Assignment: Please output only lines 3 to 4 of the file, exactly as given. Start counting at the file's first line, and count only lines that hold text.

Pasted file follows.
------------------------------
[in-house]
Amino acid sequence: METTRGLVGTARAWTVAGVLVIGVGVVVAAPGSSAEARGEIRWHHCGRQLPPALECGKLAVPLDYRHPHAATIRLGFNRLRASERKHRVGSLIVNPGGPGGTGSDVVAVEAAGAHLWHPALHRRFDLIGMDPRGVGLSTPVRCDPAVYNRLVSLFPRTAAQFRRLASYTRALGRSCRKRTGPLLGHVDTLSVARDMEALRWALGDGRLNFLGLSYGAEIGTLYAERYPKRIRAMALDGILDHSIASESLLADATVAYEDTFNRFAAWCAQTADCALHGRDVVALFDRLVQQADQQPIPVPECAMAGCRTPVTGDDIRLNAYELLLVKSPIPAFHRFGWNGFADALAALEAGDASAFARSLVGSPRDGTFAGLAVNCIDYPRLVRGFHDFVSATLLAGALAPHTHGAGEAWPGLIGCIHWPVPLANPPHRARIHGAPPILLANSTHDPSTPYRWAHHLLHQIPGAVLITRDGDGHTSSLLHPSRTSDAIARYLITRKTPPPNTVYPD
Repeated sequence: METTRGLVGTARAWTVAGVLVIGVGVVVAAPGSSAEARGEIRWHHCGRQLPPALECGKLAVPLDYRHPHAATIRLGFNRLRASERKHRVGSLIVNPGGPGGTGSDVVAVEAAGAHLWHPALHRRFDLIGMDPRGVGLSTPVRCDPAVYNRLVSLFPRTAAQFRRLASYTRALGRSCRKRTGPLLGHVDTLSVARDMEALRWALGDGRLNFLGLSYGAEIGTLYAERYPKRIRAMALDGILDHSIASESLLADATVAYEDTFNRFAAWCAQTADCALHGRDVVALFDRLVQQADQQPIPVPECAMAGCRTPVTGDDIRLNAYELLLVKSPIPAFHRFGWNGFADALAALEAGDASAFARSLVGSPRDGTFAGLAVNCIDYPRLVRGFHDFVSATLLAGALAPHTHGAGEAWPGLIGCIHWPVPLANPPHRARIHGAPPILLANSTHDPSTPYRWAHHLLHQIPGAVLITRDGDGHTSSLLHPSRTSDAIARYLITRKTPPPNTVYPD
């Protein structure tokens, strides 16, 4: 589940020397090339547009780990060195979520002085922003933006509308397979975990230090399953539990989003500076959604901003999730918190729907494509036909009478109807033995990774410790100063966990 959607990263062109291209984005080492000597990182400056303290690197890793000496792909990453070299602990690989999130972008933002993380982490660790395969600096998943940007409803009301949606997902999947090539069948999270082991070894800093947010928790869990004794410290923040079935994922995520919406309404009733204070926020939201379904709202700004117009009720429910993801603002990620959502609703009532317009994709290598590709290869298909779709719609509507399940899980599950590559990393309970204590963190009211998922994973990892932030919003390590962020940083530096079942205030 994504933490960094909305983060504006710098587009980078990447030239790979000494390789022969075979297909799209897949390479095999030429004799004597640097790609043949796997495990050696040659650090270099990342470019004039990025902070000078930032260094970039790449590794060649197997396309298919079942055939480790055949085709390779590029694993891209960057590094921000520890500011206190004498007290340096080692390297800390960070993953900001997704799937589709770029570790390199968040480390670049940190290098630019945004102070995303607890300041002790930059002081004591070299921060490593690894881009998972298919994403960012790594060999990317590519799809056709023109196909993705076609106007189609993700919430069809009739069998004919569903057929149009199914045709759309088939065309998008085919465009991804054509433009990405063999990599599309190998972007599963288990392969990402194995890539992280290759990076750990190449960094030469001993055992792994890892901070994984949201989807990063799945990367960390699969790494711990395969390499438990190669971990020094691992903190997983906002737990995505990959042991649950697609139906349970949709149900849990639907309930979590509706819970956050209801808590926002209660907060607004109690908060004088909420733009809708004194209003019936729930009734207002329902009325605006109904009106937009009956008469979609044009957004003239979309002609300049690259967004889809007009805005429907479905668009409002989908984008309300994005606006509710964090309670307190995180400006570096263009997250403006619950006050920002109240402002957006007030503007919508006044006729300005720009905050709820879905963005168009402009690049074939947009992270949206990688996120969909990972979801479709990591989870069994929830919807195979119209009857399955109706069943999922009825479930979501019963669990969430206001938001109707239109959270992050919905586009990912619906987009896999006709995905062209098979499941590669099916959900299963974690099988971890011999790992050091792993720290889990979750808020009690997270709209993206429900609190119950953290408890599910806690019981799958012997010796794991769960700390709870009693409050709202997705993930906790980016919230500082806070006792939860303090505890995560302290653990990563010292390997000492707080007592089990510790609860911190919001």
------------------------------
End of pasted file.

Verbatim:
Repeated sequence: METTRGLVGTARAWTVAGVLVIGVGVVVAAPGSSAEARGEIRWHHCGRQLPPALECGKLAVPLDYRHPHAATIRLGFNRLRASERKHRVGSLIVNPGGPGGTGSDVVAVEAAGAHLWHPALHRRFDLIGMDPRGVGLSTPVRCDPAVYNRLVSLFPRTAAQFRRLASYTRALGRSCRKRTGPLLGHVDTLSVARDMEALRWALGDGRLNFLGLSYGAEIGTLYAERYPKRIRAMALDGILDHSIASESLLADATVAYEDTFNRFAAWCAQTADCALHGRDVVALFDRLVQQADQQPIPVPECAMAGCRTPVTGDDIRLNAYELLLVKSPIPAFHRFGWNGFADALAALEAGDASAFARSLVGSPRDGTFAGLAVNCIDYPRLVRGFHDFVSATLLAGALAPHTHGAGEAWPGLIGCIHWPVPLANPPHRARIHGAPPILLANSTHDPSTPYRWAHHLLHQIPGAVLITRDGDGHTSSLLHPSRTSDAIARYLITRKTPPPNTVYPD
């Protein structure tokens, strides 16, 4: 589940020397090339547009780990060195979520002085922003933006509308397979975990230090399953539990989003500076959604901003999730918190729907494509036909009478109807033995990774410790100063966990 959607990263062109291209984005080492000597990182400056303290690197890793000496792909990453070299602990690989999130972008933002993380982490660790395969600096998943940007409803009301949606997902999947090539069948999270082991070894800093947010928790869990004794410290923040079935994922995520919406309404009733204070926020939201379904709202700004117009009720429910993801603002990620959502609703009532317009994709290598590709290869298909779709719609509507399940899980599950590559990393309970204590963190009211998922994973990892932030919003390590962020940083530096079942205030 994504933490960094909305983060504006710098587009980078990447030239790979000494390789022969075979297909799209897949390479095999030429004799004597640097790609043949796997495990050696040659650090270099990342470019004039990025902070000078930032260094970039790449590794060649197997396309298919079942055939480790055949085709390779590029694993891209960057590094921000520890500011206190004498007290340096080692390297800390960070993953900001997704799937589709770029570790390199968040480390670049940190290098630019945004102070995303607890300041002790930059002081004591070299921060490593690894881009998972298919994403960012790594060999990317590519799809056709023109196909993705076609106007189609993700919430069809009739069998004919569903057929149009199914045709759309088939065309998008085919465009991804054509433009990405063999990599599309190998972007599963288990392969990402194995890539992280290759990076750990190449960094030469001993055992792994890892901070994984949201989807990063799945990367960390699969790494711990395969390499438990190669971990020094691992903190997983906002737990995505990959042991649950697609139906349970949709149900849990639907309930979590509706819970956050209801808590926002209660907060607004109690908060004088909420733009809708004194209003019936729930009734207002329902009325605006109904009106937009009956008469979609044009957004003239979309002609300049690259967004889809007009805005429907479905668009409002989908984008309300994005606006509710964090309670307190995180400006570096263009997250403006619950006050920002109240402002957006007030503007919508006044006729300005720009905050709820879905963005168009402009690049074939947009992270949206990688996120969909990972979801479709990591989870069994929830919807195979119209009857399955109706069943999922009825479930979501019963669990969430206001938001109707239109959270992050919905586009990912619906987009896999006709995905062209098979499941590669099916959900299963974690099988971890011999790992050091792993720290889990979750808020009690997270709209993206429900609190119950953290408890599910806690019981799958012997010796794991769960700390709870009693409050709202997705993930906790980016919230500082806070006792939860303090505890995560302290653990990563010292390997000492707080007592089990510790609860911190919001």